Skip links

Physiotherapy after knee surgery – activating quadriceps


You might find some muscle wastage in your quadricep muscles after knee surgery or maybe getting some pain in the front of your thigh. This is common in this situation so don’t be alarmed by it but getting this muscle strong again is vital to getting back to normality.

Knee surgery often involves cutting and putting back together the quadricep tendon which connects just above the kneecap. This results in weakness to the muscle and inability to move it immediately after surgery which goes on to cause atrophy (muscle wastage) of 1-3% of the muscle mass per day it is unused. Activating the muscle is essential to pain reduction and recovery. 

A bit about the Quadriceps

The quadricep is formed of a number of different muscles where their roles are to straighten the knee, flex the hip and adduct the hip. In day-to-day life, examples of its responsibilities are assisting in walking, running, jumping or climbing stairs as well as general knee stability. This is why it is so important to activate the quad muscles post surgery, in order to keep the knee stabilized and be able to perform day-to-day activities. Performing the below exercises will also decrease recovery time after surgery.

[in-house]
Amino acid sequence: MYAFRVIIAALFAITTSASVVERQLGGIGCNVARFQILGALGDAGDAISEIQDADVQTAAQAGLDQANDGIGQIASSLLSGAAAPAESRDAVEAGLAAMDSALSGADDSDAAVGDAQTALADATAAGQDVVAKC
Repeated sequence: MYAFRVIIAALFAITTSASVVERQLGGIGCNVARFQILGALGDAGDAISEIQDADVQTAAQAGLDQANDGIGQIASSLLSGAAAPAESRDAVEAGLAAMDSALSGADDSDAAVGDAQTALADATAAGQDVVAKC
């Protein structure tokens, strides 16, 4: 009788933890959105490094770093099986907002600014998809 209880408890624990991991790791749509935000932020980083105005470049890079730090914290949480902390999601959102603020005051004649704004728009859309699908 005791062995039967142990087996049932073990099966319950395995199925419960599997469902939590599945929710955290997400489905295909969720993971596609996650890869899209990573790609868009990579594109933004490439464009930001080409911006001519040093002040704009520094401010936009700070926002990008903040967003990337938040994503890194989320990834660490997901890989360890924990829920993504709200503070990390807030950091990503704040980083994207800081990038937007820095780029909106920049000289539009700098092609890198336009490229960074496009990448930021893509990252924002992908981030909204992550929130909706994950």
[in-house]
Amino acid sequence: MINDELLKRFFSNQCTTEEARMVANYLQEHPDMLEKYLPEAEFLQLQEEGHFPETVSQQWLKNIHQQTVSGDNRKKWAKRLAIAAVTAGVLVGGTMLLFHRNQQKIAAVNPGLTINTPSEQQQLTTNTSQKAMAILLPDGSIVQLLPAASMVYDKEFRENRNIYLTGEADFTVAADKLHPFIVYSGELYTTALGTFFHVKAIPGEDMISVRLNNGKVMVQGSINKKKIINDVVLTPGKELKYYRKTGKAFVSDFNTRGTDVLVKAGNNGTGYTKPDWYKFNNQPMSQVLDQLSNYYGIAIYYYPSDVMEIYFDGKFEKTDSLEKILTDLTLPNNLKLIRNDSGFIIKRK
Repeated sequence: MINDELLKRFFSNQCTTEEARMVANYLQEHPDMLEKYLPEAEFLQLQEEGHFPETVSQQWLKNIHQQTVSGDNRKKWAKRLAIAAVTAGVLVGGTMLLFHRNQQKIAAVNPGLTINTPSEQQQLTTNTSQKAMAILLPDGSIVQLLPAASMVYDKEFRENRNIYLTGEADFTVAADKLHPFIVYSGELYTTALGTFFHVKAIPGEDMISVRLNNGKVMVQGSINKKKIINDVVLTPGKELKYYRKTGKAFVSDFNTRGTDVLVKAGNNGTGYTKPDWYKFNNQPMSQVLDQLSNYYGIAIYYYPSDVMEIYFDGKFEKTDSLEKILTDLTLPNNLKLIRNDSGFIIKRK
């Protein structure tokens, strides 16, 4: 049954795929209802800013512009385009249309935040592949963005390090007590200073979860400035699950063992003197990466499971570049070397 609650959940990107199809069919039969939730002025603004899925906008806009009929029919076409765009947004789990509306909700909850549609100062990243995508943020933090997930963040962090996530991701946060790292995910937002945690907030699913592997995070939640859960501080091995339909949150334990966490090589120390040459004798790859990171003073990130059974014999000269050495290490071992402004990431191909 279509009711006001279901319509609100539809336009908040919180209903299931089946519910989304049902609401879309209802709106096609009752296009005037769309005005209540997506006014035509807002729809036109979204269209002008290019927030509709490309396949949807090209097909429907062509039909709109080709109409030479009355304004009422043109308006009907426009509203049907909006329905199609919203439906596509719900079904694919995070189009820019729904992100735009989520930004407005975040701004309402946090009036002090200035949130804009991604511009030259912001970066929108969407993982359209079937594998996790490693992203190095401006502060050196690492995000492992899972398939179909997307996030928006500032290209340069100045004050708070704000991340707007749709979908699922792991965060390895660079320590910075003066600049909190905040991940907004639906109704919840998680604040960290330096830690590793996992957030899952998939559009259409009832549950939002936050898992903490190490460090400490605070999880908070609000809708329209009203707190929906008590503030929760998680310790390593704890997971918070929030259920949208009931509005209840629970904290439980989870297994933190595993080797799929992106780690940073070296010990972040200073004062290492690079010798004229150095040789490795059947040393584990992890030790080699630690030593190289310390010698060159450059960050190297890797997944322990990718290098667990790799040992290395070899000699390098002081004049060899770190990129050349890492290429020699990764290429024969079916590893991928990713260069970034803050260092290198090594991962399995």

Lying knee extensions

  • Lay on your back with the affected knee out straight and your healthy knee bent with your foot placed on the floor.
  • Place a rolled up towel underneath your recovering knee.
  • Tense your quadricep muscle by trying to push the back of your knee towards the floor against the towel. 
  • Hold the tension for 5 seconds and then release. Repeat 12 times. 


Seated knee extensions

  • Sit upright on a chair with your legs bent.
  • Slowly, for 3 seconds, straighten the recovering leg out straight in front of you and then bring it back for 3 seconds to the starting position. Repeat this 10 times. 


Straight leg raise

  • Lie flat on your back with your legs extended out in front of you.
  • Slowly, for 5 seconds, whilst keeping the affected leg straight, raise it as far as possible within your comfort zone and hold at the top for 2-3 seconds. 
  • Bring the leg back down slowly for 5 seconds and then repeat 12 times. 


Step ups

  • Stand in front of a set of stairs or a stable raised surface.
  • Lift the affected leg and place it on the first stair or raised surface. Use a handrail or wall for balance if necessary. 
  • Raise yourself up onto the stair by straightening the leg and keeping the opposing leg floating behind the stair and hold for 2-3 seconds. 
  • Slowly bring yourself back down to the floor and into the starting position. Repeat this exercise 15 times.

For further questions and advice regarding exercise or post surgery rehabilitation, don’t hesitate to get in contact with a member of our team so we can help you to reach your goals!

Return to top of page